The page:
CATSKILL — John Henderson of Catskill admitted he only buys Powerball tickets when the jackpot gets extremely high.
So the $62.4 million jackpot for the Jan. 17 drawing was high enough for him to purchase a Quick Pick ticket at Smoker’s Choice on Boulevard Avenue in Catskill for that night’s drawing.
The Quick Pick ticket matched the first five numbers drawn, winning Henderson, 61, the $1 million second prize.
“I didn’t even think to check my ticket,” Henderson said. “My daughter called to tell me that Smoker’s Choice sold a $1 million winner. She knew I bought my tickets there and told me to check.”
When Henderson checked the numbers and realized he matched the first five drawn he reacted as anyone would.
“My heart started pounding like crazy,” he said.
The winning numbers for the Jan. 17 Powerball drawing were 3-33-37-51-57. The Powerball number was 21.
The $1 million Powerball second prize is paid out as a one-time lump sum payment. Henderson will receive a net check totaling $661,803 after taxes and other required withholdings.
Winning the Powerball prize is unbelievable, Greene County’s first Lottery millionaire of the year said.
“I’ll use the money to make sure my children are taken care of. I might also use some of it to buy myself a newer truck.”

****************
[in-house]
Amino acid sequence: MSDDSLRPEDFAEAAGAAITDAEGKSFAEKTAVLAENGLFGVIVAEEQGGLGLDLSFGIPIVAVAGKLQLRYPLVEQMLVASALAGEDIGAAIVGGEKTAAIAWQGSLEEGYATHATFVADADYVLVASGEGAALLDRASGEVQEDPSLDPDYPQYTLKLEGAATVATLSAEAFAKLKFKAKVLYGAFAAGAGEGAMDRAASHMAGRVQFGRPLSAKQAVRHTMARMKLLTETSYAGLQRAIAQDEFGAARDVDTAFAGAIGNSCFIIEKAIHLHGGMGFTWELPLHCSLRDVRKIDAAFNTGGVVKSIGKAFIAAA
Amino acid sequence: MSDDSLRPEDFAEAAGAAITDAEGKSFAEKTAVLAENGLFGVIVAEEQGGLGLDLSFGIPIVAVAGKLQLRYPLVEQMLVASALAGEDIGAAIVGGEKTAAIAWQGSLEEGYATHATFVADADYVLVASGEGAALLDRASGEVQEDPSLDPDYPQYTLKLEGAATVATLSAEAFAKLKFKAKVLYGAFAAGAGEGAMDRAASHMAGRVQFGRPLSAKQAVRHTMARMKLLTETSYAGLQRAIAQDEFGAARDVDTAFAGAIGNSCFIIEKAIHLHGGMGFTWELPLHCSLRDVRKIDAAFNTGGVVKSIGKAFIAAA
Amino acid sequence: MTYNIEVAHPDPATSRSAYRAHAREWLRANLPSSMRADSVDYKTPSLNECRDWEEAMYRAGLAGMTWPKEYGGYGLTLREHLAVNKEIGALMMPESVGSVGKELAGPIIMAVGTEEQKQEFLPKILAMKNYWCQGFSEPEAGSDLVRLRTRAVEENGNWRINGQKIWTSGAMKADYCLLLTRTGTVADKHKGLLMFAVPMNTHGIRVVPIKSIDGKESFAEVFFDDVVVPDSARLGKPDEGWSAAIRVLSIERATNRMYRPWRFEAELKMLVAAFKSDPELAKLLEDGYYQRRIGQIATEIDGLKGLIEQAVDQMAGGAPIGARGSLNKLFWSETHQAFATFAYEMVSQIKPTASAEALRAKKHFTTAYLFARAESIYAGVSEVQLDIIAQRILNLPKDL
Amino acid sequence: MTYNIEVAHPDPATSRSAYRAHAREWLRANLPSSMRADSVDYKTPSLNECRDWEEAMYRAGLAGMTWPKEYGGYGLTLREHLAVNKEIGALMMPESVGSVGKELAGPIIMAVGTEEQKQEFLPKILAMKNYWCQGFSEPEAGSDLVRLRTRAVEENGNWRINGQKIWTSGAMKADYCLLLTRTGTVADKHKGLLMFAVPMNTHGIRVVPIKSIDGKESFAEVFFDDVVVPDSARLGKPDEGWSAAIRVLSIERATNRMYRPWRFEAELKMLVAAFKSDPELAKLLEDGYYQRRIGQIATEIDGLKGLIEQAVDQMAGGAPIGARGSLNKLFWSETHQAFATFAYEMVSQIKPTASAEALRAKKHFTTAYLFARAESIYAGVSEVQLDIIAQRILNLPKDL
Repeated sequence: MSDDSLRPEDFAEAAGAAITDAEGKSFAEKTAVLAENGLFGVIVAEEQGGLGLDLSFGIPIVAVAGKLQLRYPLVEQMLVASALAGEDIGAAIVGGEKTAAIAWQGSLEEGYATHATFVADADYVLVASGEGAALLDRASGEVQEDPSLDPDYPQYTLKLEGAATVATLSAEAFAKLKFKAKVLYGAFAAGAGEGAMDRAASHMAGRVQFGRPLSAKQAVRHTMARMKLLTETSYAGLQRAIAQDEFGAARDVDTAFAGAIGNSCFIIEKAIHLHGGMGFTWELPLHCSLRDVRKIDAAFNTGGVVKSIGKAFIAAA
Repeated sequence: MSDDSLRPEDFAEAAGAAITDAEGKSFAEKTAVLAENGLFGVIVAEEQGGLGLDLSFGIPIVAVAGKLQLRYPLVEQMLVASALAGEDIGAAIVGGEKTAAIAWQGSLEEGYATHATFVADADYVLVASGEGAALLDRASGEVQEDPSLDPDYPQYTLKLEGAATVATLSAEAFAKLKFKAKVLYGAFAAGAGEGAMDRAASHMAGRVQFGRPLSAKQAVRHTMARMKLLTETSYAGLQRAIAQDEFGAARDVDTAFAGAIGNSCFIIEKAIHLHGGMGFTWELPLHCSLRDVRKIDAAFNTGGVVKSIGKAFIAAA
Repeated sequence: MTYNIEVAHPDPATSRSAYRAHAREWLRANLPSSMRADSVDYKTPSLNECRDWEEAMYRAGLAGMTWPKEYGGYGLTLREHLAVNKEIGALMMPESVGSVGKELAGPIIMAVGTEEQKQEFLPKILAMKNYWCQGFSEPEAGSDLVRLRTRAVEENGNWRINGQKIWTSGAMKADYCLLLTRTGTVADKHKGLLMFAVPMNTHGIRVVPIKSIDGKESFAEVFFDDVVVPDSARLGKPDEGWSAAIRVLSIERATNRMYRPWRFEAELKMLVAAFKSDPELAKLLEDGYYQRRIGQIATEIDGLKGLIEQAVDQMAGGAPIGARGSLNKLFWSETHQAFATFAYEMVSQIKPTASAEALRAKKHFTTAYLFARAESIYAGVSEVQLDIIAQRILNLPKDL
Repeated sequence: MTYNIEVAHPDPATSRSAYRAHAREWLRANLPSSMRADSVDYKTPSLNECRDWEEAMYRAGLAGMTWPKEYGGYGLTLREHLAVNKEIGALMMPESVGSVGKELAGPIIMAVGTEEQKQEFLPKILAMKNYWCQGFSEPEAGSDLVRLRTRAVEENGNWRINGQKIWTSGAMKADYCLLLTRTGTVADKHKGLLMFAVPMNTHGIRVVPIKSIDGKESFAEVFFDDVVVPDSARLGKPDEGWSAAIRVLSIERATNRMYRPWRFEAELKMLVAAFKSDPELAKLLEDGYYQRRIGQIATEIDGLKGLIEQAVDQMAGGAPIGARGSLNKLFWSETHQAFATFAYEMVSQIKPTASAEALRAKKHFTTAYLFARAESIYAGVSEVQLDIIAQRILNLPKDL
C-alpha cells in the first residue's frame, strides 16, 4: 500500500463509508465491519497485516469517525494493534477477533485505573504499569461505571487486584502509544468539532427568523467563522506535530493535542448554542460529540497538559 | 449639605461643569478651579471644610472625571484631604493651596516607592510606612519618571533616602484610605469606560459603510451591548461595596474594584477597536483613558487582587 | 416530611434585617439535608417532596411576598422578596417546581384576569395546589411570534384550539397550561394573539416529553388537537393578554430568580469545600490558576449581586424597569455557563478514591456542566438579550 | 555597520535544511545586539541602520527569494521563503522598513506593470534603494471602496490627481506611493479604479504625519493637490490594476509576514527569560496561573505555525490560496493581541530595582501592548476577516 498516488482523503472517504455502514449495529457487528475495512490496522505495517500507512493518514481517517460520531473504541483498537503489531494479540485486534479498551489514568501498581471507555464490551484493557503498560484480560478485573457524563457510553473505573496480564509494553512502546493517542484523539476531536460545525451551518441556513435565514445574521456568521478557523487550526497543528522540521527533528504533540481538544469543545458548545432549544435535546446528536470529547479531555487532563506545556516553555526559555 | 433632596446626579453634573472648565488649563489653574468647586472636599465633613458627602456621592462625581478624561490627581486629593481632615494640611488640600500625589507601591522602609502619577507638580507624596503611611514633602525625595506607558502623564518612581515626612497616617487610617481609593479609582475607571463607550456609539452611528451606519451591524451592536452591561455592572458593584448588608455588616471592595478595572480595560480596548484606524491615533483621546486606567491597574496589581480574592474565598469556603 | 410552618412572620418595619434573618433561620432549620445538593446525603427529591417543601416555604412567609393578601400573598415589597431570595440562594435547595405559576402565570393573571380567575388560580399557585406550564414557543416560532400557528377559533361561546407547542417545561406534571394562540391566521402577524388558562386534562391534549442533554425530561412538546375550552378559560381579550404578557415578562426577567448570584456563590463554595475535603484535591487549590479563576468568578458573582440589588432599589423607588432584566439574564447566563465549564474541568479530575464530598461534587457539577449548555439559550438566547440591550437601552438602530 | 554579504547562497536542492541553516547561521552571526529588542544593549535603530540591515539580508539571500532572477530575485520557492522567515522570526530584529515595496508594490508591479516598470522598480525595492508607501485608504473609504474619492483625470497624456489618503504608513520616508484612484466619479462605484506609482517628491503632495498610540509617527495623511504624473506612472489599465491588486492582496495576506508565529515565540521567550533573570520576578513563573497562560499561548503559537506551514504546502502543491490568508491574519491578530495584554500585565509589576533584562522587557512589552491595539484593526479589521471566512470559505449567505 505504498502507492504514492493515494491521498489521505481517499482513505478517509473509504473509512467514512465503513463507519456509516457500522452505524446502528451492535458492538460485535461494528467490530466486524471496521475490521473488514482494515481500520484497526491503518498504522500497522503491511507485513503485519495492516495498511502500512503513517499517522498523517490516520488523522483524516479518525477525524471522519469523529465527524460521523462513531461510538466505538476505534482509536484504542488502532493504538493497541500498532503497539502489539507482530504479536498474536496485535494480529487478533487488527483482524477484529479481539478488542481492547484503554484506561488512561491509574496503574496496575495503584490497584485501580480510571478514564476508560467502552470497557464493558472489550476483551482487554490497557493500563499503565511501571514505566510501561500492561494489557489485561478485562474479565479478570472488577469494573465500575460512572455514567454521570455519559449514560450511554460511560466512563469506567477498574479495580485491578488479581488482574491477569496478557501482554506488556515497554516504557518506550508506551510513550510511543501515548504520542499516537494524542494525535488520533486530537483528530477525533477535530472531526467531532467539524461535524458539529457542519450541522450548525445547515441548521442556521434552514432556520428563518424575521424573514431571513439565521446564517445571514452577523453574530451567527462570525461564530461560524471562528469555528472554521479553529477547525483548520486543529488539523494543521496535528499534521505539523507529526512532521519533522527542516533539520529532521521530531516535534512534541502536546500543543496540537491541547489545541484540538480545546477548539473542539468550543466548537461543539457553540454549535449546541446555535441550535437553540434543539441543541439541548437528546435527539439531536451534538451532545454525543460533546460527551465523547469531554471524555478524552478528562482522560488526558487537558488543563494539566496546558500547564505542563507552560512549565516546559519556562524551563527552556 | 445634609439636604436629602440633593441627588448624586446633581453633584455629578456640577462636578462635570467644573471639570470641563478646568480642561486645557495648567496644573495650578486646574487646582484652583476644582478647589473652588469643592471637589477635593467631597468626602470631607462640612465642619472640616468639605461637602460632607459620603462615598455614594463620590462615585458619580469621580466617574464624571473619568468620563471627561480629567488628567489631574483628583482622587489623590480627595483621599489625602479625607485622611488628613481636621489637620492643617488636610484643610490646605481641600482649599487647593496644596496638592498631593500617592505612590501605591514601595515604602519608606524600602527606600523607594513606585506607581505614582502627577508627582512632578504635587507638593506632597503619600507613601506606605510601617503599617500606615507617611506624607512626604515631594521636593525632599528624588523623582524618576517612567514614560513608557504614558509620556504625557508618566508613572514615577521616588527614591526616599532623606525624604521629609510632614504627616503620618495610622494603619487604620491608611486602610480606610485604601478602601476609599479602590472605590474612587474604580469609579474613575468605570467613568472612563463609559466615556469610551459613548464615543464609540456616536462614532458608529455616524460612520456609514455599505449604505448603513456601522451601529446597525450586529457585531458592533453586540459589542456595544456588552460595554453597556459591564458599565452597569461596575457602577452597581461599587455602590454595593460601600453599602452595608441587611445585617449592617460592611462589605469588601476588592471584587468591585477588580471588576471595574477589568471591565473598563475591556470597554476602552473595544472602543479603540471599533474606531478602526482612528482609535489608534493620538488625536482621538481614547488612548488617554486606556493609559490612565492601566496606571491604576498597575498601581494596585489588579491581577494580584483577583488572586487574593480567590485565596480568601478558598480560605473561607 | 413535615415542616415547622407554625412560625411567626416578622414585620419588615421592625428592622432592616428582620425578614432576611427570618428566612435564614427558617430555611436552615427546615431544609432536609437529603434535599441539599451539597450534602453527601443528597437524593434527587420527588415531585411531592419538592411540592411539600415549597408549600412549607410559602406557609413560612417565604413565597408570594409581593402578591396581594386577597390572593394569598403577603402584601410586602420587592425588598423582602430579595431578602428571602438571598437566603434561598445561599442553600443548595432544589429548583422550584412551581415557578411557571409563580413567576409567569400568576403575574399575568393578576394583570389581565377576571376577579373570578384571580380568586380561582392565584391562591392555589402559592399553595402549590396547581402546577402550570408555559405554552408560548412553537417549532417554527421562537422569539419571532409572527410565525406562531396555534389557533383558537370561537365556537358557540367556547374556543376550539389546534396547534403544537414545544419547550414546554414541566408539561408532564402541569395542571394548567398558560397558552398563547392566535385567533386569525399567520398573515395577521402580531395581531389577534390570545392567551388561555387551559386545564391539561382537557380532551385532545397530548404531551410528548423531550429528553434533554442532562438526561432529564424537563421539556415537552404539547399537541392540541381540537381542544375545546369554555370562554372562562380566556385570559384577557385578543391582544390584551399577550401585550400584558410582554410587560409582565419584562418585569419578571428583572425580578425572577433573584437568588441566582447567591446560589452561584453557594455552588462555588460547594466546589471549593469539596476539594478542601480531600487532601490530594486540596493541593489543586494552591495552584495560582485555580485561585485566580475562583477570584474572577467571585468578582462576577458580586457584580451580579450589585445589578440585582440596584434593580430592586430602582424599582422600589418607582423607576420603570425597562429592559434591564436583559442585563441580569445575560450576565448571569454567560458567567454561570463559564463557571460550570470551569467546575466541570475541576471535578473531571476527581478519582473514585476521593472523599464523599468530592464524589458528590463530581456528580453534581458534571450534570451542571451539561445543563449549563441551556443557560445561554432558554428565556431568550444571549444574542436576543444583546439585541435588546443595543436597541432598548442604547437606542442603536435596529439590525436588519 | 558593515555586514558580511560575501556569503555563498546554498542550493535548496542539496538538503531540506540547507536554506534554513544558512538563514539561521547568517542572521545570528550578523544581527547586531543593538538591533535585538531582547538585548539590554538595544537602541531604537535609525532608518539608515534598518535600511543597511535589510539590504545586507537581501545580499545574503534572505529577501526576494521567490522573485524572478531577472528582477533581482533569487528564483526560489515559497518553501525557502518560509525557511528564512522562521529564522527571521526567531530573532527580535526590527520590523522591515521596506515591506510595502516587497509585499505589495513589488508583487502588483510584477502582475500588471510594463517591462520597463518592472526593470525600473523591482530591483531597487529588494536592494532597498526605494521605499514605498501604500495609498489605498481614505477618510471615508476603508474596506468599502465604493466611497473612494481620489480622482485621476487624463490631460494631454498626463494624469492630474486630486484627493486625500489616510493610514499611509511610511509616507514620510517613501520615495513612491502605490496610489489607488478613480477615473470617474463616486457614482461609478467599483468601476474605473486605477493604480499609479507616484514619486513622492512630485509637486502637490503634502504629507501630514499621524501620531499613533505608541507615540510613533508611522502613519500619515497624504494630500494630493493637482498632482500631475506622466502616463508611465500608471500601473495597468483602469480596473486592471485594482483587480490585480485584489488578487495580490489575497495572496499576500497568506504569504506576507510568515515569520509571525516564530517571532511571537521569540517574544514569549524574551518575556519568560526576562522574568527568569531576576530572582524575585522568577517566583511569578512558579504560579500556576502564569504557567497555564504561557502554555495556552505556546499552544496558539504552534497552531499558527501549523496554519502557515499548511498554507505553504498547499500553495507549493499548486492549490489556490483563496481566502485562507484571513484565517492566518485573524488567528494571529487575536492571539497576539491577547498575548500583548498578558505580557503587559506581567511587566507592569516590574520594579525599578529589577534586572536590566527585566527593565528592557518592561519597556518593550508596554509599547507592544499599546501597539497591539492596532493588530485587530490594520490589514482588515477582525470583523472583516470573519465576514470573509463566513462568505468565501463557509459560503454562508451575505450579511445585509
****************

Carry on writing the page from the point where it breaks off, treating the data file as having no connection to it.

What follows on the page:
Henderson is the 13th New York Lottery player to claim a prize totaling $1 million or more in 2018.
The New York Lottery contributed $6,654,686 in Lottery Aid to Education to school districts in Greene County during fiscal year 2016-2017.
The New York Lottery is North America’s largest and most profitable, contributing $3.27 billion in fiscal year 2016-17 to help support education in New York State, according to a statement from the New York Lottery. The Lottery’s contribution represents approximately 14 percent of total state education aid to local school districts.
New York Lottery revenue is distributed to local school districts by the same statutory formula used to distribute other state aid to education. It takes into account both a school district’s size and its income level. Larger, lower-income school districts receive proportionately larger shares of Lottery school funding.